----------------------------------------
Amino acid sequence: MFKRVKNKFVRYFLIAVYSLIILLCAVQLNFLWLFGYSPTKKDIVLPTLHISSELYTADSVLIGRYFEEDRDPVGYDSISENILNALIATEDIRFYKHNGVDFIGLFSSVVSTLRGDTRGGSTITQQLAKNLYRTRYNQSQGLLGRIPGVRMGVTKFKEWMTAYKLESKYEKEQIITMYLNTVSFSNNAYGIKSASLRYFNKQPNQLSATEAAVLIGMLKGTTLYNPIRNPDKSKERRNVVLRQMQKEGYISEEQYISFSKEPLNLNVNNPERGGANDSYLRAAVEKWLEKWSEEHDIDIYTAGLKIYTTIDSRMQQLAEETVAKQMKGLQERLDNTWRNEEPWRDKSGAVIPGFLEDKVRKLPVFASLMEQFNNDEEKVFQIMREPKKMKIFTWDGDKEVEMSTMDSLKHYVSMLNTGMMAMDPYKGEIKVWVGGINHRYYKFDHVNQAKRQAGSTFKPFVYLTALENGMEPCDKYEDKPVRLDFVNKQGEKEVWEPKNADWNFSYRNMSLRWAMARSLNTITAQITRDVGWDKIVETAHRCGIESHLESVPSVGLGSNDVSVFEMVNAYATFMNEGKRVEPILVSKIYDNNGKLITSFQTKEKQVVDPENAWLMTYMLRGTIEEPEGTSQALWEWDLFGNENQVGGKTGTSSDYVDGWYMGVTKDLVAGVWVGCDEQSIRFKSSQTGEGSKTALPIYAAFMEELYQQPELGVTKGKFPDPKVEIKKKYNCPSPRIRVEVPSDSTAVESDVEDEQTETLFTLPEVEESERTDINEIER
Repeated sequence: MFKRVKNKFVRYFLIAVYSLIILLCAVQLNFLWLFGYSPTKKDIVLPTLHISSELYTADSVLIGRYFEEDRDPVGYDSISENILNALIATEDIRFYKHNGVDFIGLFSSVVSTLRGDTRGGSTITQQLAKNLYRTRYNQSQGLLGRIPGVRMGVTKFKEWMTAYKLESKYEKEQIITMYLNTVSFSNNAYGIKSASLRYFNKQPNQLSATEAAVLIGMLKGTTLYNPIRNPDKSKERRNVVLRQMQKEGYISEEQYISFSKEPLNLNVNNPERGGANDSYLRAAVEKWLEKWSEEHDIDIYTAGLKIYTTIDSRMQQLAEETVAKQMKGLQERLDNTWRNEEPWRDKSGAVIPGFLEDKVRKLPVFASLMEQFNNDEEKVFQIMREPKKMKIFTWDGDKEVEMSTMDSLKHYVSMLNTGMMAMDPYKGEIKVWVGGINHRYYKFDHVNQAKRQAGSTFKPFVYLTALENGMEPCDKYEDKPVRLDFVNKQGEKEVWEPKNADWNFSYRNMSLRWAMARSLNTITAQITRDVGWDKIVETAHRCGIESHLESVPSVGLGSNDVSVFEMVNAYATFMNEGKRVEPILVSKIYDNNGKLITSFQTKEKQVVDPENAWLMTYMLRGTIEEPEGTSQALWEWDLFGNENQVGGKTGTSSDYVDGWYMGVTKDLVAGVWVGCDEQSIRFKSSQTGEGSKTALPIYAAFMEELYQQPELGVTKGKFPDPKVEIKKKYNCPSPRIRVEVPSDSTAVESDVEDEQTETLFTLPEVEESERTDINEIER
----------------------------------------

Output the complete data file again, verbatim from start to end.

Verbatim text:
Amino acid sequence: MFKRVKNKFVRYFLIAVYSLIILLCAVQLNFLWLFGYSPTKKDIVLPTLHISSELYTADSVLIGRYFEEDRDPVGYDSISENILNALIATEDIRFYKHNGVDFIGLFSSVVSTLRGDTRGGSTITQQLAKNLYRTRYNQSQGLLGRIPGVRMGVTKFKEWMTAYKLESKYEKEQIITMYLNTVSFSNNAYGIKSASLRYFNKQPNQLSATEAAVLIGMLKGTTLYNPIRNPDKSKERRNVVLRQMQKEGYISEEQYISFSKEPLNLNVNNPERGGANDSYLRAAVEKWLEKWSEEHDIDIYTAGLKIYTTIDSRMQQLAEETVAKQMKGLQERLDNTWRNEEPWRDKSGAVIPGFLEDKVRKLPVFASLMEQFNNDEEKVFQIMREPKKMKIFTWDGDKEVEMSTMDSLKHYVSMLNTGMMAMDPYKGEIKVWVGGINHRYYKFDHVNQAKRQAGSTFKPFVYLTALENGMEPCDKYEDKPVRLDFVNKQGEKEVWEPKNADWNFSYRNMSLRWAMARSLNTITAQITRDVGWDKIVETAHRCGIESHLESVPSVGLGSNDVSVFEMVNAYATFMNEGKRVEPILVSKIYDNNGKLITSFQTKEKQVVDPENAWLMTYMLRGTIEEPEGTSQALWEWDLFGNENQVGGKTGTSSDYVDGWYMGVTKDLVAGVWVGCDEQSIRFKSSQTGEGSKTALPIYAAFMEELYQQPELGVTKGKFPDPKVEIKKKYNCPSPRIRVEVPSDSTAVESDVEDEQTETLFTLPEVEESERTDINEIER
Repeated sequence: MFKRVKNKFVRYFLIAVYSLIILLCAVQLNFLWLFGYSPTKKDIVLPTLHISSELYTADSVLIGRYFEEDRDPVGYDSISENILNALIATEDIRFYKHNGVDFIGLFSSVVSTLRGDTRGGSTITQQLAKNLYRTRYNQSQGLLGRIPGVRMGVTKFKEWMTAYKLESKYEKEQIITMYLNTVSFSNNAYGIKSASLRYFNKQPNQLSATEAAVLIGMLKGTTLYNPIRNPDKSKERRNVVLRQMQKEGYISEEQYISFSKEPLNLNVNNPERGGANDSYLRAAVEKWLEKWSEEHDIDIYTAGLKIYTTIDSRMQQLAEETVAKQMKGLQERLDNTWRNEEPWRDKSGAVIPGFLEDKVRKLPVFASLMEQFNNDEEKVFQIMREPKKMKIFTWDGDKEVEMSTMDSLKHYVSMLNTGMMAMDPYKGEIKVWVGGINHRYYKFDHVNQAKRQAGSTFKPFVYLTALENGMEPCDKYEDKPVRLDFVNKQGEKEVWEPKNADWNFSYRNMSLRWAMARSLNTITAQITRDVGWDKIVETAHRCGIESHLESVPSVGLGSNDVSVFEMVNAYATFMNEGKRVEPILVSKIYDNNGKLITSFQTKEKQVVDPENAWLMTYMLRGTIEEPEGTSQALWEWDLFGNENQVGGKTGTSSDYVDGWYMGVTKDLVAGVWVGCDEQSIRFKSSQTGEGSKTALPIYAAFMEELYQQPELGVTKGKFPDPKVEIKKKYNCPSPRIRVEVPSDSTAVESDVEDEQTETLFTLPEVEESERTDINEIER